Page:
What do you get
Cooking for Geeks, 450 pages , explains the basics of food and cooking, from how to read a recipe to how to manage food chemistry (making your own liquid smoke!). Each chapter contains tips and tricks, interviews with famous scientists and chefs, experiments you can do, and recipes. Here’s a quick overview of what’s covered in each chapter:
- Hello Kitchen! The book starts with the basics: identifying your cooking style, overcoming your fear of cooking , calibrating the oven , basic kitchen tools, the ideal amount of countertop space you should have (three racks, each at least 4 feet long), and how to present and serve. food. Favorite tip: Follow the order of the recipe. “3 tablespoons of chopped chocolate” is not the same as “3 tablespoons of chopped chocolate”. Also, always follow the recipe the first time, but don’t follow it blindly .
- Taste, Smell, and Aroma: This chapter explains the basic tastes that our tongue detects (salty, sweet, sour, bitter, savory / umami) and how to use this knowledge to create balanced meals . It also explores the role of scent in creating scent and suggests an experiment you can do to test how well you know your scent. The book also talks about seasonality and French maternal sauces. Favorite tip: Learn to improvise by simulating the flavor of another dish. For example, if you like peanut butter and jelly sandwiches, you might like grilled chicken skewers topped with sweet jelly and sprinkled with chopped peanuts. Or, if ingredients A, B, and C are combined in a dish, but the second dish has ingredients B and C, consider adding A.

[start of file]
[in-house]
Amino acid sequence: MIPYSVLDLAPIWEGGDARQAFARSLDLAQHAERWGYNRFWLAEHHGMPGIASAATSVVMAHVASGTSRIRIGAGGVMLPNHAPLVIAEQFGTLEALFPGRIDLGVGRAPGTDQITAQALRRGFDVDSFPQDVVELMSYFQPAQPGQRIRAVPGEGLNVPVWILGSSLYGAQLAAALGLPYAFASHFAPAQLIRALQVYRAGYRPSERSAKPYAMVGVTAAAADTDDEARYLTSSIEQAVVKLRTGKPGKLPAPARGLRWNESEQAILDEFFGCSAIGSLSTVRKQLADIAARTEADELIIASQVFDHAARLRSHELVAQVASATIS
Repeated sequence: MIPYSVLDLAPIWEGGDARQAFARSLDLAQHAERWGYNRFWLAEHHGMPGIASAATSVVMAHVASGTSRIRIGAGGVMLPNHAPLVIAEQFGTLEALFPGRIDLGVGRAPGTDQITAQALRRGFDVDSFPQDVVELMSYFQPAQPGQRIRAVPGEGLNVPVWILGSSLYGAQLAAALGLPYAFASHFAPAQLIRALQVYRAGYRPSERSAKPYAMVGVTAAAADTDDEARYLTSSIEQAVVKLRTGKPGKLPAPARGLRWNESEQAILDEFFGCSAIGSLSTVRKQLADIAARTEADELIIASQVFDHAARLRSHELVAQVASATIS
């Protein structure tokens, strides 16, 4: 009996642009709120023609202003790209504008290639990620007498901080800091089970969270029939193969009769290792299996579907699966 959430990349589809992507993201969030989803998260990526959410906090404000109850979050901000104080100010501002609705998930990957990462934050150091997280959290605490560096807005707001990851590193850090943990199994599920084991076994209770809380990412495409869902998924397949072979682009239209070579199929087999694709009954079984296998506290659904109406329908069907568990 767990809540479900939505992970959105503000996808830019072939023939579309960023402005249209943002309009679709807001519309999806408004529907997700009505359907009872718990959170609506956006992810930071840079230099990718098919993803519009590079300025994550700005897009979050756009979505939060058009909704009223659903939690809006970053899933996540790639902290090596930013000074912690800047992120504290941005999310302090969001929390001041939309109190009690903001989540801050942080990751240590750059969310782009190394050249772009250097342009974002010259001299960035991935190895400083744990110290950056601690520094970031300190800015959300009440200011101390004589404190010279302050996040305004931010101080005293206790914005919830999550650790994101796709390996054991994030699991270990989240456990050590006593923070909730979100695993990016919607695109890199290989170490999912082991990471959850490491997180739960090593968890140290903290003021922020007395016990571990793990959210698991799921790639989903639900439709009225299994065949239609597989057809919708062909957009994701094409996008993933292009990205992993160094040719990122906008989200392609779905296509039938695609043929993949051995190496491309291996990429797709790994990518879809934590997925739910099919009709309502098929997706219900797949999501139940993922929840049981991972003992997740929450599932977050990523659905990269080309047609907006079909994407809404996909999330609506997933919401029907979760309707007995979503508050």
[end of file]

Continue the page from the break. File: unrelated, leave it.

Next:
- Time and Temperature: Learn to manage these two key cooking parameters and understand that it all depends on heat transfer (conduction, convection and radiation). This chapter examines the reactions in food at different temperature stages and also discusses food safety recommendations . Favorite tip : Match your cooking technique to the shape of your dish. For example, a whole chicken can be baked because the heat comes from all sides. On the other hand, frying only heats up one side at a time, so it is more suitable for flat chicken breasts.
- Air and water: two other key variables, especially when it comes to baking. In this chapter, you will learn how hard or soft water affects baked goods, how to control gluten, and all about baking ingredients like egg whites, flour, and baking powder . Favorite tip : Beat the egg whites in an up and down circular motion if you’re trying to form a foam (it traps and traps air). Whisk the ingredients in flat, circular motions to blend without adding air (for dishes such as omelette).
- Fun with Hardware : This chapter is for those who are familiar with kitchen gadgets – the chapter focuses on pressure cookers, vacuum cooking, dehydrators, blowtorches, and liquid nitrogen . Favorite tip: Make your own cookie cutters from aluminum cans or chocolate and cornstarch sugar molds.